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Bully Bird?
HY01 Crane #5

March 19, 2003 ICF Update by Sara Zimorski

HY01#5 in pen with some HY02 chicks Sara Zimorski, ICF

Bossy Behavior
HY 2001 Crane #5 continues to dominate the social hierarchy at the pen. The aggression is not random as it?s directed towards certain chicks, especially chicks #7, #8, #15, and #16. It sounds funny and not very scientific, but #5 has turned into a bully. At first it seemed he was just picking on the male chicks but now his targets are evenly split; 8 and 16 are males, 7 and 15 are females. Although we feel badly for the chicks getting harassed, it?s fascinating to observe the social interactions between the birds.

Picking on Lower Birds
You might think #5 is just defending his position in the flock and reasserting his dominance over the other birds, but what?s interesting is the birds he picks on most are not that high in the hierarchy and don?t really present a challenge to him. Chick #8 is a bird who wants to be dominant. He acts tough toward the costume, often challenging and threatening us when we go in the pen, but is very often displaced by birds in the flock. Crane #16 is a large male and is somewhere in the middle of the hierarchy but is rather mellow and doesn?t seek out challenges or fights. Finally, # 7 and #15 are both rather submissive, low ranking females, who rarely bother anyone. So, maybe you would think he?s being aggressive to the submissive birds in the flock, but this isn?t entirely true either. Yearling Crane #5 actually seems to like chick #9, a small female, who is probably the most submissive bird in the entire flock. In fact, one day after we added food to the feeders Yearling #5 chased all the chicks away and kept them from eating, except for Crane #9, who he let eat from the same feeder as him.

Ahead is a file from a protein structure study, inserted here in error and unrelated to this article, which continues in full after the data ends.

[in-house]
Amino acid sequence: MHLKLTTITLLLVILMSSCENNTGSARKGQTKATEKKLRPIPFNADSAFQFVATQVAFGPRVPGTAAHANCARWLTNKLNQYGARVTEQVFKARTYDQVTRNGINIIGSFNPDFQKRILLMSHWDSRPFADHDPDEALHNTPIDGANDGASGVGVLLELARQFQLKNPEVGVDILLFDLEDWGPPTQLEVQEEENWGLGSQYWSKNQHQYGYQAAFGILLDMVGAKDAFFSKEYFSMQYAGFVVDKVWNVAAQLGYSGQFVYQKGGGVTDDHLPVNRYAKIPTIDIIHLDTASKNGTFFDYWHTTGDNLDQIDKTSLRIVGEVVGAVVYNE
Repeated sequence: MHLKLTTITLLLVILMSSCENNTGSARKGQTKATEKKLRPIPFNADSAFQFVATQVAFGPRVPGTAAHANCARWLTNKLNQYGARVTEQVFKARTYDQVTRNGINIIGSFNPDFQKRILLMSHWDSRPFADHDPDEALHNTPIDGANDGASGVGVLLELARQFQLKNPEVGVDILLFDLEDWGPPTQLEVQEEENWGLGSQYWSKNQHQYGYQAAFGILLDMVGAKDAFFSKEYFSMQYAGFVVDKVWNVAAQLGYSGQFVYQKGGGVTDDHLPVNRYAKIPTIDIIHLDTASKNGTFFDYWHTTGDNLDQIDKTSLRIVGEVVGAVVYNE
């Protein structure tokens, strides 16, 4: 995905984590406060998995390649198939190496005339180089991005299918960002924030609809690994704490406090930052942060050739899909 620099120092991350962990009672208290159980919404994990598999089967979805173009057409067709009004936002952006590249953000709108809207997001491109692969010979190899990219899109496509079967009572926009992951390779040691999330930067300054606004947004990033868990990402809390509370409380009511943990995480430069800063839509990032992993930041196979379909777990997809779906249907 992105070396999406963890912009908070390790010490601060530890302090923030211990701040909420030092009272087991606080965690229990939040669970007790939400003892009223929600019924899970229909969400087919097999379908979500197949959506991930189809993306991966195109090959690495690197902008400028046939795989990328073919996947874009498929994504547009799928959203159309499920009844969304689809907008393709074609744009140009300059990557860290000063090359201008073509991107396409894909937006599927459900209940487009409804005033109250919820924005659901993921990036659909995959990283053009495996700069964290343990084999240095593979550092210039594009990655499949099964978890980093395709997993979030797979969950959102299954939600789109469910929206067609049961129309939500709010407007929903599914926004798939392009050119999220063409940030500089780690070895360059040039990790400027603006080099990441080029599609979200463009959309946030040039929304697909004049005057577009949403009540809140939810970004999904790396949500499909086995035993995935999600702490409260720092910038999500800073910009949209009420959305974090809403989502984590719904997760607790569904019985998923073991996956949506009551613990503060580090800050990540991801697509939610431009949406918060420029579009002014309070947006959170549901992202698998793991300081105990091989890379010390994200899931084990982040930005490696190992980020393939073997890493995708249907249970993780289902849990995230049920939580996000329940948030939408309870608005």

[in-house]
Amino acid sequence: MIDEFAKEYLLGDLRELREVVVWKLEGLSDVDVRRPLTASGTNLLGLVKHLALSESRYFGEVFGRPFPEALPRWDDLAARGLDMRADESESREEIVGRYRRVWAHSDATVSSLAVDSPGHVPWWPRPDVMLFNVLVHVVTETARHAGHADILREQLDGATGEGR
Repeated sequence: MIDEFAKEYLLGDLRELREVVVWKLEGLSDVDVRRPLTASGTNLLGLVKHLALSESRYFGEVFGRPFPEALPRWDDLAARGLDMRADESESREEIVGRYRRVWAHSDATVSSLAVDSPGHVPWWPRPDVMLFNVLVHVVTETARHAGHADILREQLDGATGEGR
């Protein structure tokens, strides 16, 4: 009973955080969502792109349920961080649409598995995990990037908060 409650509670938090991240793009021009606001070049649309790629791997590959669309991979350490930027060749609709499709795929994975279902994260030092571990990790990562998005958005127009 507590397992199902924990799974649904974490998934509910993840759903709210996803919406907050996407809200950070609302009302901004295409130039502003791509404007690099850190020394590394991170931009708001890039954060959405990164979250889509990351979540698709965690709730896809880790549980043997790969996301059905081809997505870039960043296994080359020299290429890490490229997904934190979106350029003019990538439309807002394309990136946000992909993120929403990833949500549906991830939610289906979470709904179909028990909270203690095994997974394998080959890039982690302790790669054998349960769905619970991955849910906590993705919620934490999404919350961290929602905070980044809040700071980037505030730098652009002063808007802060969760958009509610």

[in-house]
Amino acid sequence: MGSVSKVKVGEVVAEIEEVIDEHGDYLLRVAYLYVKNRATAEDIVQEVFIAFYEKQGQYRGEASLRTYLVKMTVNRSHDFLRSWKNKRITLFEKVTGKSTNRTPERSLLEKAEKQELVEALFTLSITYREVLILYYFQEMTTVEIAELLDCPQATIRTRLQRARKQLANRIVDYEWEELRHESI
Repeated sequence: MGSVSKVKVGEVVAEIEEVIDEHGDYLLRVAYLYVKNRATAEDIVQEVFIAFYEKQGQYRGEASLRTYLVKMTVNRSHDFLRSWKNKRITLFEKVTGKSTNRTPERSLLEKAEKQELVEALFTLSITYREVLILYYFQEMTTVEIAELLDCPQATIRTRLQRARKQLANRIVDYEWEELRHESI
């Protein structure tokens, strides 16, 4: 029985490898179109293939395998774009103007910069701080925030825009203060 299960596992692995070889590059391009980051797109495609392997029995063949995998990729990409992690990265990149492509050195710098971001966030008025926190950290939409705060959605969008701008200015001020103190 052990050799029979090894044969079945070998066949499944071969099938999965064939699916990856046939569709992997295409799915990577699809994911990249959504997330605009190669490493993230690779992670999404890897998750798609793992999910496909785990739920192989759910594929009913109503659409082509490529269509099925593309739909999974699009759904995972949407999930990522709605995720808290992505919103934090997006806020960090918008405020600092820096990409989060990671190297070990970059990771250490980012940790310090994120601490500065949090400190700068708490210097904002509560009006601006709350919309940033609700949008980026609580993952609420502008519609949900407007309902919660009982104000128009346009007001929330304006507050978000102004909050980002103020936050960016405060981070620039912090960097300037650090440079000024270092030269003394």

"He Started It!"
Often there?s nothing that even instigates the aggression, or at least nothing we can detect. All of a sudden (or least that?s how it seems to us) Yearling #5 will start walking towards one of his targets. He?ll stalk them all around the pen, sometimes running and chasing for a short distance and jabbing at them. This continues for several minutes, then seems to escalate to more running and chasing which eventually causes the chick to flush and fly, sometimes just across the pen, and sometimes out of the pen. On several occasions, mostly with chick #8, we?ve seen Yearling #5 continue to pursue the chick in the air, and when the chick lands Yearling #5 lands next to him and starts chasing until he flushes once again. Though the aggression seems rather intense at the time, it?s always rather short lived. By the end of the day, all the birds are together again in the pen.

Although the aggression seems to have increased over the winter, it really hasn?t been a big problem--though we thought it might be with a large group of birds. However, we?re very glad to have the enlarged pen, which gives everyone plenty of space and gives the birds room to get away when being chased or pursued.

Journey North is pleased to feature this educational adventure
made possible by the
Whooping Crane Eastern Partnership (WCEP).

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